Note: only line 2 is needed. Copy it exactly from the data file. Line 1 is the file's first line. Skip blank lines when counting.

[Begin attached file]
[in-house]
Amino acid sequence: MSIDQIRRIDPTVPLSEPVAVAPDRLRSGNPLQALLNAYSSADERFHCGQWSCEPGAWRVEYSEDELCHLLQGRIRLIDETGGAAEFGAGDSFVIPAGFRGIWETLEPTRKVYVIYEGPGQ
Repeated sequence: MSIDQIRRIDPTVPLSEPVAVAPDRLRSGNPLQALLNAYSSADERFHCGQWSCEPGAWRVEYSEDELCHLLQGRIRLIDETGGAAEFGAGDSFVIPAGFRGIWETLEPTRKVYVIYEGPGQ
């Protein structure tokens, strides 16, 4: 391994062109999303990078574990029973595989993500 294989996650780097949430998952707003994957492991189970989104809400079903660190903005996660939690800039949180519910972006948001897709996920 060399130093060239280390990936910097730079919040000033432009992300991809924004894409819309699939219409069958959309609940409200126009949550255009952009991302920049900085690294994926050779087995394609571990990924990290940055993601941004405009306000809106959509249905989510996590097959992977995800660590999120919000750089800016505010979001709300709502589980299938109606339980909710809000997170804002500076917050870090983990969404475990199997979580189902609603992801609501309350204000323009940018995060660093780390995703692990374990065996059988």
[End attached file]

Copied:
Amino acid sequence: MSIDQIRRIDPTVPLSEPVAVAPDRLRSGNPLQALLNAYSSADERFHCGQWSCEPGAWRVEYSEDELCHLLQGRIRLIDETGGAAEFGAGDSFVIPAGFRGIWETLEPTRKVYVIYEGPGQ